It is therefore seen that this invention provides a mechanical seal for rotating shafts and the like which elimi nates springs, and which is simple to maintain over an extended period of use. The invention has been found to be effective in increasing the life of the sealing rings due to the precise regulation of pressure which may be effected and maintained. This invention is effective to maintain a desired axial force on the ring members with either positive or negative pressures in the chambers being sealed, such as would occur in sealing the shaft of a rotary pump.

While the forms of apparatus herein described constitute preferred embodiments of the invention, it is to be understood that the invention is not limited to these precise forms of apparatus, and that changes may be made therein without departing from the scope of the invention which is defined in the appended claims.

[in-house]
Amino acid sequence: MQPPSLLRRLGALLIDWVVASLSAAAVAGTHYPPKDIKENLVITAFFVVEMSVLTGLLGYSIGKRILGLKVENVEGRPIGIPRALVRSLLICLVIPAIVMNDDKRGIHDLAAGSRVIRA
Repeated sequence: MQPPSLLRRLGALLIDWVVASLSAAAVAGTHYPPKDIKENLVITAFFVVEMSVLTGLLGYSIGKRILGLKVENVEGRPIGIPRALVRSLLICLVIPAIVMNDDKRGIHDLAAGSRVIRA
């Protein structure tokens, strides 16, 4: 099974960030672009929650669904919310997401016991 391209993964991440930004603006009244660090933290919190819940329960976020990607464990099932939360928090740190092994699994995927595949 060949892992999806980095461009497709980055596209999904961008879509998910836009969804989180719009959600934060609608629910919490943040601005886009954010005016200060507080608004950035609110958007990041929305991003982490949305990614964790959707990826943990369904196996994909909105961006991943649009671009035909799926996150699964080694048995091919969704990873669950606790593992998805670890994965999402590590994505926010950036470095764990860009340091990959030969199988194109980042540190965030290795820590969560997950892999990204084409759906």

What is claimed is:

1. A device for sealing a pressure chamber at a rotary shaft extending through a fixed casing, comprising a ring member on said shaft for rotation therewith, an axially movable sealing ring arranged for rubbing engagement with said ring member and forming a rotary seal therewith, means for urging the engagement of said sealing ring with said ring member to prevent the escape of the contents of said chamber along said shaft including an expansible force-transmitting member having a movable portion adjacent said ring arranged to urge said ring axially into engagement with said ring member, means in said force-transmitting member forming a totally enclosed compartment adapted to be filled with a pressure transmitting liquid under pressure for effecting said axial movement of said sealing ring, and movable wall means on said force transmitting member exposed to the pressure in said chamber for the transmission of chamber pressure to the liquid in said compartment.